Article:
Sherry Lynn Wood, CCE - March, 2006

Change The Odds

A former United States President once said, “Volunteering is an act of heroism on a grand scale. And it matters profoundly. It does more than help people beat the odds; it changes the odds.” I’ve spent quite a lot of time thinking about that statement in the past few months and I’ve great news for all of you who are reading this: as members of NACM, you are well-positioned to truly change the odds.

Let me share my thoughts on why I think you are well-positioned to change the odds as an NACM member:

Opportunity: When I attended the CFDD Pacific Northwest Credit Conference last fall, I heard Albert Mensah speak on the United States being the land of opportunity. He was both motivating and inspirational! We are very fortunate that Albert will serve as NACM’s Super Session Keynote Speaker in Nashville. One more reason to attend Credit Congress!

At every opportunity, you must do your best, always and at all times. You must always be willing to give 100 percent and to work as if you are always in the spotlight. Whether it is at work or while participating in an NACM activity, you have to step forward and volunteer. Don’t wait to be asked.

The first time I attended an NACM event, I sat back and waited for someone to welcome me and no one did! So, I didn’t return for several years. The next time I attended a meeting, I didn’t wait to be welcomed. I put out my hand and introduced myself and I’ve been doing that ever since. What a difference it made when I took the initiative.

In The Winner Within, Pat Riley related that a friend had pointed out to him: “If you go to a baseball game and sit in the stands hoping a ball is going to get hit to you, you’ll have to wait a very long time. You’ve got to get out on the field.” When the opportunity arises, you want to be the one who comes to mind for the next promotion or advancement.

Mentors: I would not be where I am today without good friends and mentors. My friends told me what I could do long before I had thought about it. I had mentors in Alice McGregor, Dee Christianson and Leola Miller. I had teachers in Leslie Reedy, Deems Urqhardt, Mike McDowell and Andrea Bledso. I had promoters in Terri Carter, Madge Hanson, Don Conklin, Alice White and Bobbi Whisler, to name a few. And, I have my very own cheerleader in Heidi Lindgren Boyce. Albert Mensah told us during his speech that it “takes a village”—how right he is. I haven’t done this alone—I had so much help!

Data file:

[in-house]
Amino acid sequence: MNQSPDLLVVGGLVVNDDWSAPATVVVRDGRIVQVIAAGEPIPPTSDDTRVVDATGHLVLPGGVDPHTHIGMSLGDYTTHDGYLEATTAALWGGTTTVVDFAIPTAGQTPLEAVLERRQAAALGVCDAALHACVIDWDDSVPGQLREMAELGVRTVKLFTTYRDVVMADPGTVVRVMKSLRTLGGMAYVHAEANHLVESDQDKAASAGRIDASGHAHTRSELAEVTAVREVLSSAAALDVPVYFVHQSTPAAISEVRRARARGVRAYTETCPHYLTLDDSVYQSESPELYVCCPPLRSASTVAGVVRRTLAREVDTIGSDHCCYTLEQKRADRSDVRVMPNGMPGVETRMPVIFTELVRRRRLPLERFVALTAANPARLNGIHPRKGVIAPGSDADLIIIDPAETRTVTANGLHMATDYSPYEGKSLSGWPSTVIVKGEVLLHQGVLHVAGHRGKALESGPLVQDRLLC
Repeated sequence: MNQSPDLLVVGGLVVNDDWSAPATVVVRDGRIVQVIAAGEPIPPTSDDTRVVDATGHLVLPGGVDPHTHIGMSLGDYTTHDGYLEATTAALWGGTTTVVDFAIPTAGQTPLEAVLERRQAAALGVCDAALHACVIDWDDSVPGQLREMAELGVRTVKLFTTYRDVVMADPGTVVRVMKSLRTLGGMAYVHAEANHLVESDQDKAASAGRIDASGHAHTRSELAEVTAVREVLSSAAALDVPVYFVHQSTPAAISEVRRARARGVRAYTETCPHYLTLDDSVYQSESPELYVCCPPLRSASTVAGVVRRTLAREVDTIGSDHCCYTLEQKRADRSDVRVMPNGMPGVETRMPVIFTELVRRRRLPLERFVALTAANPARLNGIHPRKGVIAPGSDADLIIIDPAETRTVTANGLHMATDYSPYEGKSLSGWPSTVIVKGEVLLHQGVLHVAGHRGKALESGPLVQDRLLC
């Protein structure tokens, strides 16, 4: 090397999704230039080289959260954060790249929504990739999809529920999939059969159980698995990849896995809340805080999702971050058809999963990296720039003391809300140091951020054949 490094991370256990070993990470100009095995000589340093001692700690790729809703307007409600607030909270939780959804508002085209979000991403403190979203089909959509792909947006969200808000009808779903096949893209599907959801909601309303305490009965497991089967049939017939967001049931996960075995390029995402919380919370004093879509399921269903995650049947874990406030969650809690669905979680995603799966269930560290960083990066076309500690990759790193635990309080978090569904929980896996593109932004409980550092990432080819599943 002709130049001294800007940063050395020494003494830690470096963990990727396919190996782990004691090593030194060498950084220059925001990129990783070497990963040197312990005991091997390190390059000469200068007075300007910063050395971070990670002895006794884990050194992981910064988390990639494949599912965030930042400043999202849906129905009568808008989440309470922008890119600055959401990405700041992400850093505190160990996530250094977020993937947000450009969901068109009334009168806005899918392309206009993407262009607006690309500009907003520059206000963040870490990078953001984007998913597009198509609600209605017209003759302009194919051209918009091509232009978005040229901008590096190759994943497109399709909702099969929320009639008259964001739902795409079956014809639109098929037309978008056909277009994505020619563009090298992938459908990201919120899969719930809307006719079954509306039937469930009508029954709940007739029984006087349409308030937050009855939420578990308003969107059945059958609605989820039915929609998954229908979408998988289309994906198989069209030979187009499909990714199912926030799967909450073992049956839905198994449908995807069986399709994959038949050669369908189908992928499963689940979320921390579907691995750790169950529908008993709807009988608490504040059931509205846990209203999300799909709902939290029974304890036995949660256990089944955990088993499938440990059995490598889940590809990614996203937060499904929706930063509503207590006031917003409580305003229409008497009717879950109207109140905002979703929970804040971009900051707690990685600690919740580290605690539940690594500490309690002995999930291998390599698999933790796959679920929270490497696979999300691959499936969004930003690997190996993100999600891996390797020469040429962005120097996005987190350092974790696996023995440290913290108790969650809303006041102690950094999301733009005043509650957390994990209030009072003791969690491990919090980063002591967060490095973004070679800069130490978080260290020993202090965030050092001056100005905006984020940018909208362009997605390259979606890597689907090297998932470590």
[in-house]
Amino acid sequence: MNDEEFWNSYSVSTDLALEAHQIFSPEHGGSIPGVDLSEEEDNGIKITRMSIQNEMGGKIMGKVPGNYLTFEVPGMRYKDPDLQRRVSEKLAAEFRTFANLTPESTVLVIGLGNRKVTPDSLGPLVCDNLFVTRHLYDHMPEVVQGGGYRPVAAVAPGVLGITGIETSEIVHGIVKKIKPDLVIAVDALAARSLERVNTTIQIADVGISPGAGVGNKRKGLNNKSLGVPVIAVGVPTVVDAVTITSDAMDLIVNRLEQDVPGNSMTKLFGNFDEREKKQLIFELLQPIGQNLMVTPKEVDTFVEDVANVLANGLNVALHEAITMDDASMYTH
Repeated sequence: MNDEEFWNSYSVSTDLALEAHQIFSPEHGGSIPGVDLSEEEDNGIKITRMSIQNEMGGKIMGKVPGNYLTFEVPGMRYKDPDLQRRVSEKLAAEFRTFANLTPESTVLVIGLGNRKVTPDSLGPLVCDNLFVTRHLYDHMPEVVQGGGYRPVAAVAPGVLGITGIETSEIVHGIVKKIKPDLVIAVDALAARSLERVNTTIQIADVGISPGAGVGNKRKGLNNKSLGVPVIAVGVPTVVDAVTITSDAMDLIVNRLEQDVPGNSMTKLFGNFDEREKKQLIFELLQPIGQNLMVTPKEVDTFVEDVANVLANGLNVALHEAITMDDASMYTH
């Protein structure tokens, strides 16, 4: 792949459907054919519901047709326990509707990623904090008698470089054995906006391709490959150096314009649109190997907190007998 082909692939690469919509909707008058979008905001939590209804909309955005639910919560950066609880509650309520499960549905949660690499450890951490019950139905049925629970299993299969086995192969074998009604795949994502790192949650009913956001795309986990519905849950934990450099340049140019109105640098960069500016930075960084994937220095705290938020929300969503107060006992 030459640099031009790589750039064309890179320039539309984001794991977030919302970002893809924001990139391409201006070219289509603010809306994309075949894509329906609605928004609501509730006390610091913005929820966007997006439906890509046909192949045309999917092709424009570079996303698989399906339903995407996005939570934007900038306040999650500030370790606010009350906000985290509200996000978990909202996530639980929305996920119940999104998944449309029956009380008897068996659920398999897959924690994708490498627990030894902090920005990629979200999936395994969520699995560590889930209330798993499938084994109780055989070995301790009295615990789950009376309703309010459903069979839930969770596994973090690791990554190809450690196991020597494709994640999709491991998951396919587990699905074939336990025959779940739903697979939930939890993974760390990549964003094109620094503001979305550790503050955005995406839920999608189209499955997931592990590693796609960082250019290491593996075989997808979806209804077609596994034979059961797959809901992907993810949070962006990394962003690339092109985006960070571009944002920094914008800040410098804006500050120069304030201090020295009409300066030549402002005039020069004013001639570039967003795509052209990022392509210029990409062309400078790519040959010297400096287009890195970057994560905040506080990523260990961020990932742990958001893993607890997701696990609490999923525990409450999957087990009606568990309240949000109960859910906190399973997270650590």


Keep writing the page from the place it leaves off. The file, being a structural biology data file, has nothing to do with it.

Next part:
Volunteer: Volunteer to serve. Join a CFDD Chapter Committee, a local Affiliate Committee or a national Committee. Volunteer work opens so many doors and opportunities: you’ll learn, you’ll meet new people, you’ll hear so many new points of view, you’ll make lifelong friendships and, most importantly, you’ll grow.

When you volunteer, give 100 percent! Don’t be a resume-builder, collecting titles, without giving of yourself. Do what you volunteered to do: attend meetings, assist with the projects, and above all, participate! Give the project your all and that includes turning off your cell phones and Blackberries while you’re doing it! Volunteerism is hard work, but the reward is fantastic and one that I wouldn’t exchange for anything! Every thing that I’ve volunteered for has only helped me grow.

We’ve come full circle—volunteering changes your personal and professional odds. NACM provides you with unlimited opportunity to change your odds: it presents countless opportunities, which, when leveraged, assist you with both your professional and personal growth. NACM is your mentor network; your professional peers and NACM staff stand ready to help.

Consider being a hero. Consider making a difference in your future! Consider making an impact on the future of our profession! Leverage every opportunity you can to participate!

 

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